We’re going to sing a song in conclusion. And I offer to you help in any way: a chance to think these things out, to take a copy of John’s Gospel which is available for you, to meet with anyone. But it struck me as we were singing the hymn “Jesus Shall Reign Where’er the Sun” that of all the hymns that might have been sung at Waverley Station in Edinburgh when Eric Liddell left Scotland for China to teach in a missionary school, to teach mathematics in a missionary school, having won Olympic gold in the 1924 Olympics in Paris, of all the hymns that he might have decided he wanted to sing, and he pulled down the window of the train and led the people—not just his church family but everybody that had come there, ’cause he was the Michael Jordan of that period of athletic fame—and he led them in the singing of the hymn:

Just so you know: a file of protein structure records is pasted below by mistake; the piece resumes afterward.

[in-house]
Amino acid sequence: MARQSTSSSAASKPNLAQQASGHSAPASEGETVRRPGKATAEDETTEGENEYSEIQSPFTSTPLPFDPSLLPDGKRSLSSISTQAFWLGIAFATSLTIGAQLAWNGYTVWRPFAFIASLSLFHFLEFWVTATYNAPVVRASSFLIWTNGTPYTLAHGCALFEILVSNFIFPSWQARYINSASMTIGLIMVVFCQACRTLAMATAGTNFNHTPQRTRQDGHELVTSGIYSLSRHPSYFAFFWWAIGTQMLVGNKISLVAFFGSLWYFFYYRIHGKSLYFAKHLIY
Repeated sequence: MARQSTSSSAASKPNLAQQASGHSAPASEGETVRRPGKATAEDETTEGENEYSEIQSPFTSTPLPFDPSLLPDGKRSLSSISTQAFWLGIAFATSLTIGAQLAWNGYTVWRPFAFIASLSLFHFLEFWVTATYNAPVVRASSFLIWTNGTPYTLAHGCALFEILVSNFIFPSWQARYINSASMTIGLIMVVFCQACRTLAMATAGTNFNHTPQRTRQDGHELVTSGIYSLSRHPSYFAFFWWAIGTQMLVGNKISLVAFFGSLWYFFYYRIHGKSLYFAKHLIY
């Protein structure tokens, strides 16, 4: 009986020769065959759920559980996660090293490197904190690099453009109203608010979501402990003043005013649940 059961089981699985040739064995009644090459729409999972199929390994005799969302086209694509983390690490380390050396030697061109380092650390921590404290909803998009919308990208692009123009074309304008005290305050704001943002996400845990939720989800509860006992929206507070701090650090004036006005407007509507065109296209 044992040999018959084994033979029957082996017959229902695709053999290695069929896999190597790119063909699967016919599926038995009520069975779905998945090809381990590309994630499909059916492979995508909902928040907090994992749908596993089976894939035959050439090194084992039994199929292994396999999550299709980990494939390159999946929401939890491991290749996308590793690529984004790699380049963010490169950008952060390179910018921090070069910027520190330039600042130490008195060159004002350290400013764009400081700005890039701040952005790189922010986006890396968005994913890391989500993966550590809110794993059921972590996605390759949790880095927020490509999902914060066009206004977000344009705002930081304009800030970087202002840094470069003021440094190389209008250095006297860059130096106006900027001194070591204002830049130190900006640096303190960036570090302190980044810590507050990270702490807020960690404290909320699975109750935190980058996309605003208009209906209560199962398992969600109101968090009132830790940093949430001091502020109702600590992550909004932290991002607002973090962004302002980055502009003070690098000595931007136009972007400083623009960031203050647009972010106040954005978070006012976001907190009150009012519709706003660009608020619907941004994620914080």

Jesus shall reign where’er the sun
Doth his successive journeys run,
His kingdom stretch from shore to shore,
Till moons shall wax and wane no more.
And he stood there in the train, and he sang,
People and realms of every tongue
Dwell on his [word] with sweetest song.
And I wonder what reverberated in his heart as he sang,
And infant voices shall proclaim
Their early blessings on his name.
And he invests his life for this cause, among schoolchildren.
And in a way that seems just so all wrong, he contracts a brain tumor and dies as a young man in relative obscurity in a mission school in mainland China. He was here for just a moment, doing what he did, because he understood that God is forever. And that’s why the moment of your life and mine has significance: because it fits with the unfolding drama of God’s purpose for you.